Aldhaher S, Mitcheson PD, Yates DC, 2016, Design and Development of a Class EF<sub>2</sub> Inverter and Rectifier for Multi-megahertz Wireless Power Transfer Systems, IEEE Transactions on Power Electronics, Vol: 31, Pages: 8138-8150, ISSN: 1941-0107
This paper presents the design and implementation of a Class EF2 inverter and Class EF2 rectifier for two -W wireless power transfer (WPT) systems, one operating at 6.78 MHz and the other at 27.12 MHz. It will be shown that the Class EF2 circuits can be designed to have beneficial features for WPT applications such as reduced second-harmonic component and lower total harmonic distortion, higher power-output capability, reduction in magnetic core requirements and operation at higher frequencies in rectification compared to other circuit topologies. A model will first be presented to analyze the circuits and to derive values of its components to achieve optimum switching operation. Additional analysis regarding harmonic content, magnetic core requirements and open-circuit protection will also be performed. The design and implementation process of the two Class-EF2-based WPT systems will be discussed and compared to an equivalent Class-E-based WPT system. Experimental results will be provided to confirm validity of the analysis. A dc-dc efficiency of 75% was achieved with Class-EF2-based systems.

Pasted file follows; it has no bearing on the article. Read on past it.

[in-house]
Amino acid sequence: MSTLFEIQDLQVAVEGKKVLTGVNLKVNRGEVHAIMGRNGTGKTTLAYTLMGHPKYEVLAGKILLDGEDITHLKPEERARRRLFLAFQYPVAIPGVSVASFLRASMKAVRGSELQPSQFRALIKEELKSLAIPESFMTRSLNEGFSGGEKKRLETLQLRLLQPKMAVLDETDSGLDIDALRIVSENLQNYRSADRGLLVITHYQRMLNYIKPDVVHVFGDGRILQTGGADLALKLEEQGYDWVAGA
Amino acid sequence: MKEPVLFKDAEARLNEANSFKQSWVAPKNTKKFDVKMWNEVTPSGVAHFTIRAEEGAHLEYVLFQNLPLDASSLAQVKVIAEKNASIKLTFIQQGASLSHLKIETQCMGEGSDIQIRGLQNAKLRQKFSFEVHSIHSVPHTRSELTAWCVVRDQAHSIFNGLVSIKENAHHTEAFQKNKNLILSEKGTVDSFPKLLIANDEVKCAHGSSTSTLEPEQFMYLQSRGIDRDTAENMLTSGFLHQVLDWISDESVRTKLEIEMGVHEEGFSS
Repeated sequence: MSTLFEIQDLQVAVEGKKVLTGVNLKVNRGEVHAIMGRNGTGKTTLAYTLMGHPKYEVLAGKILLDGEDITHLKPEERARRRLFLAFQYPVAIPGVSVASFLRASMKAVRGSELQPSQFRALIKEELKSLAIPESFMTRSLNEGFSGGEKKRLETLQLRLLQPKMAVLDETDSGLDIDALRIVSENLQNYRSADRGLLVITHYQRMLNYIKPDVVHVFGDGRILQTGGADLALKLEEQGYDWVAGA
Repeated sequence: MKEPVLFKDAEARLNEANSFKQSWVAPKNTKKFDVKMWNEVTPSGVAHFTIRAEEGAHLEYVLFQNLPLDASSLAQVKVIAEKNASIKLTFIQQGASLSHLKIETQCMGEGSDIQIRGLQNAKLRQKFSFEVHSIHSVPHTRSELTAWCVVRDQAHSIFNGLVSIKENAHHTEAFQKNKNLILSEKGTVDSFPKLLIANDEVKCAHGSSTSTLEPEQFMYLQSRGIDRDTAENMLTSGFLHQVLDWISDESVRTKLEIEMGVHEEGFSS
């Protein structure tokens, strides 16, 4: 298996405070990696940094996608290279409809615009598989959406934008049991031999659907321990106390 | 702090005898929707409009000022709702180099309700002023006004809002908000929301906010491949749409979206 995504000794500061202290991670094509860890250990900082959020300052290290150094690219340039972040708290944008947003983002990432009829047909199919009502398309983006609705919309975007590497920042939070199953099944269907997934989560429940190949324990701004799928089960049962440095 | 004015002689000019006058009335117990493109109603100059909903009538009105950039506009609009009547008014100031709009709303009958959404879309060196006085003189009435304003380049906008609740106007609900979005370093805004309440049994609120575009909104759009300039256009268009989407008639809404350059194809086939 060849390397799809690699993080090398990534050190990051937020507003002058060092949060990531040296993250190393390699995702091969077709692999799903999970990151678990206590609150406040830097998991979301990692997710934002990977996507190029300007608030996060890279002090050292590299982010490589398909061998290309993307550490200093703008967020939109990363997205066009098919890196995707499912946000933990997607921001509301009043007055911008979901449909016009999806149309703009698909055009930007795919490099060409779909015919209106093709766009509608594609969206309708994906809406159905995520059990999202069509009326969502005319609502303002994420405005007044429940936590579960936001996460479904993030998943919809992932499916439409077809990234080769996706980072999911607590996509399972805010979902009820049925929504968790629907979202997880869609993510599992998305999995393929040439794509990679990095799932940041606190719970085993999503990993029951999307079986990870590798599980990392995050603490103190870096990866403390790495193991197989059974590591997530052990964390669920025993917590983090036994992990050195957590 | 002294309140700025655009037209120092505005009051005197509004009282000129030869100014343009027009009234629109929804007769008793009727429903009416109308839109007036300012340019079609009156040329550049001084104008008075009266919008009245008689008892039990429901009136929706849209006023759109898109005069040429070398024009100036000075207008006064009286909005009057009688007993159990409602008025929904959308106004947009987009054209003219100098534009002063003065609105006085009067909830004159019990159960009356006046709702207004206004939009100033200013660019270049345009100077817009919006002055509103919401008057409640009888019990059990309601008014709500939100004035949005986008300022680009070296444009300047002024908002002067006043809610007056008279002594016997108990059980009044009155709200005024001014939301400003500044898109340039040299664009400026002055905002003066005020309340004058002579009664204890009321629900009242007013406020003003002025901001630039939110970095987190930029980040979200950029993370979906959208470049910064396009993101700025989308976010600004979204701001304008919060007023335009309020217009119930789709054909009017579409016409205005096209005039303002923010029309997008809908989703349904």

Miller LM, Elliott ADT, Mitcheson PD, et al., 2016, Maximum performance of piezoelectric energy harvesters when coupled to interface circuits, IEEE Sensors Journal, Vol: 16, Pages: 4803-4815, ISSN: 1558-1748